In the performance of Deadtown, which is now being prepared, the ensemble is striving yet again to move forward in their work and is enjoying the new possibilities that have arisen. Their traditional “handicraft” in using puppets or other strong visual elements and their continuation in a long tradition is complemented by a strong film component with animation at its core. Animation has always been a strength of Czech film making and is a tradition that the authors espouse.

Today, there are several projects combining film and theatre, but Deadtown incorporates film images not only as a background or illustration, but as a live setting that, when connected with an actor, creates its own magic reality similar to the world of Karel Zeman’s films.

As in other Forman Brothers’ Theatre projects, the authors attempt once more to cross routine boundaries and find a new world (Journey to the New World is actually the secondary title of the performance, but it is a nostalgic journey; one that travels into the times when film was sepia coloured). Yet at the same time, the Forman Brothers Theatre makes sure not to forget about the audience, taking emotions, message and a strong experience into consideration.

This performance, like the others, will see the spectators entering more than just a theatre; they will step into an original world created especially for the performance. And when the show is over, they can step onto the stage and spend the rest of the night with the actors and other theatre members at the bar, which during the performance is only reserved for its fictitious characters. Through this moment of shared community, the principal sense of the whole project will be fulfilled.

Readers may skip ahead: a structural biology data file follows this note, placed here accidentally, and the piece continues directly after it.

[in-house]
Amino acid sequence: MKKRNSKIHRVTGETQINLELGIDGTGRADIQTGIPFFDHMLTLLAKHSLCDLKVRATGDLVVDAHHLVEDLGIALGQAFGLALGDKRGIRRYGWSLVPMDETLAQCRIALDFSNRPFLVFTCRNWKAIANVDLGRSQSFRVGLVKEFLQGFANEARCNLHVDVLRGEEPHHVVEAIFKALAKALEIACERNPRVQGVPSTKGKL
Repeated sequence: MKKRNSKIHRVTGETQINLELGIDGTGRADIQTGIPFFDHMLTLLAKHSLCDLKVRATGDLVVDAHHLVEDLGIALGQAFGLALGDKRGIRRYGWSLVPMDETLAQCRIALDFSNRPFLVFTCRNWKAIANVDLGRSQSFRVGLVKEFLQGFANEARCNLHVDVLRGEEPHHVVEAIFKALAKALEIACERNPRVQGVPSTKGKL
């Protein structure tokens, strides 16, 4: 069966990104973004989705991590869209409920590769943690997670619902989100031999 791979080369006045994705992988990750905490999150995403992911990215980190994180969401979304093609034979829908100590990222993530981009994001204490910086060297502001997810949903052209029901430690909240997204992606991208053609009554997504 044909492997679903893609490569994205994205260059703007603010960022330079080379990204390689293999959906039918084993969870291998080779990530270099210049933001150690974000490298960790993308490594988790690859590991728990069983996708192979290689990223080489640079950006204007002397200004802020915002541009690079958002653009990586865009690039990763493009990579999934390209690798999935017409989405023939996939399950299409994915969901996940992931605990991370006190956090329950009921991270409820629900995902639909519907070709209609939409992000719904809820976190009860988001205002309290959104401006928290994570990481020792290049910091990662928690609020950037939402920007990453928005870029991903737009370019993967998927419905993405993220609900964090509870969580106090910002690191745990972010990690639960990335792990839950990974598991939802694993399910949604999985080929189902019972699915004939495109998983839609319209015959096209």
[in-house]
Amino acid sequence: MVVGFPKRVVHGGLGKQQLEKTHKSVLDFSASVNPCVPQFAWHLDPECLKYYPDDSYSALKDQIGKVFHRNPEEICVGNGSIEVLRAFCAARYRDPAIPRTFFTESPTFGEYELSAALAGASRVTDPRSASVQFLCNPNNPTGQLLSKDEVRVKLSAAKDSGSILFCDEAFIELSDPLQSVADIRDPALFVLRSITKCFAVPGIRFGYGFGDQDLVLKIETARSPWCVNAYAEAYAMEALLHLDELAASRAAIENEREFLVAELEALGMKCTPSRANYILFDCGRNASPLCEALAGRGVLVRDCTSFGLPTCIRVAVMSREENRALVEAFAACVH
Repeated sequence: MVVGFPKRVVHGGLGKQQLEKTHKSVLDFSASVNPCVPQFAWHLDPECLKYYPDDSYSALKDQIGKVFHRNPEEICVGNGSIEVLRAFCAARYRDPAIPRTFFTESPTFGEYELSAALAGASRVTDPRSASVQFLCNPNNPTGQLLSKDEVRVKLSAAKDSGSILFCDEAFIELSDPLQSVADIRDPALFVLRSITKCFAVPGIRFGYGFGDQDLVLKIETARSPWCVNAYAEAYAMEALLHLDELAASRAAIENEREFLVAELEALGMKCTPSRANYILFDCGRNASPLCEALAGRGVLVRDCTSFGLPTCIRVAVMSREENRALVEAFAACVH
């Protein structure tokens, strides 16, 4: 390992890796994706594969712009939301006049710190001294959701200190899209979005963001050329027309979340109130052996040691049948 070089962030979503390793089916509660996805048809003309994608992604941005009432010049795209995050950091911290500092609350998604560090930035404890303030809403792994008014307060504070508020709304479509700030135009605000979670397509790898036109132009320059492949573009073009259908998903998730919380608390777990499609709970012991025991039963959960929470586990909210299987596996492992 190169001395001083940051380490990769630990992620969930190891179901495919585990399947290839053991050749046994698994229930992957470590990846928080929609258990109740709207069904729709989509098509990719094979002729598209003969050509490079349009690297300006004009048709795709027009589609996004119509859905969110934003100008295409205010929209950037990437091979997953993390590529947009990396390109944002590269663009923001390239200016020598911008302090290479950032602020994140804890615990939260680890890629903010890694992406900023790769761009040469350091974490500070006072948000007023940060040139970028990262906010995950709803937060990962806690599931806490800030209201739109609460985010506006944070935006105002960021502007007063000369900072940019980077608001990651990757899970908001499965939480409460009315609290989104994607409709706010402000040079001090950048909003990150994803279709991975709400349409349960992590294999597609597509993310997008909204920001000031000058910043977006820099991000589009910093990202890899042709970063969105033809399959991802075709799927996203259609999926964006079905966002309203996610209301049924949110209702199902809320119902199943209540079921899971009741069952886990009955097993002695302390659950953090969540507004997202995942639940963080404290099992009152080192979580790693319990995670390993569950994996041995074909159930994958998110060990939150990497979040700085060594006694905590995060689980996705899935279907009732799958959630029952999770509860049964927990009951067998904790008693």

Theatre / company

Forman Brothers Theatre / Divadlo bratří Formanů

Czech title

DEADTOWN (The Forman Brothers’ Wild West Show)


Ivan Arsenjev, Petr Forman


Petr Forman


Veronika Švábová, Marek Zelinka and collective


Music and songs: Marko Ivanovič, Jarda Traband Svoboda; La Lettera di Lincoln - Ennio Morricone - arrangement: Jan Hasenöhrl, in cooperation with Czech National Symphony Orchestra


Petr Forman, Veronika Švábová, Marek Zelinka, Jacques Laganache, Daniela Voráčková/Simona Babčáková, Josefína Voverková, Vojta Švejda/Jiří Kniha, Michael Vodenka/Miroslav Kochánek, Ivan ”Zobák” Pelikán, Petr “Goro” Horký, Josef Sodomka/Ivan Arsenjev, Phil

Stage design

Josef Sodomka, Matěj Forman Tent interior design: Matěj Forman Animation, film image: Josef Lepša Camera: Jaromír Kačer Visual postproduction: i/o post Projection technology: Jan Hrdlička, Jiří Wild (3dsense)

Costume design

Andrea Sodomková

Lighting design

Light design: Louise Gibaud, Petr Forman Light concept: Igor Schmidt, Petr ‘Goro’ Horký, Petr Forman

Sound design

Sound effects and foley sounds: Michal Holubec, Marek Poledna (Studio Bystrouška) Sound concept: Philippe Leforestier, Philippe Tivilier

Length of the performance

90 minutes

Stage description

own wooden tent

Number of travelling persons



No language barrier


Adult , Children


Pavla Kormošová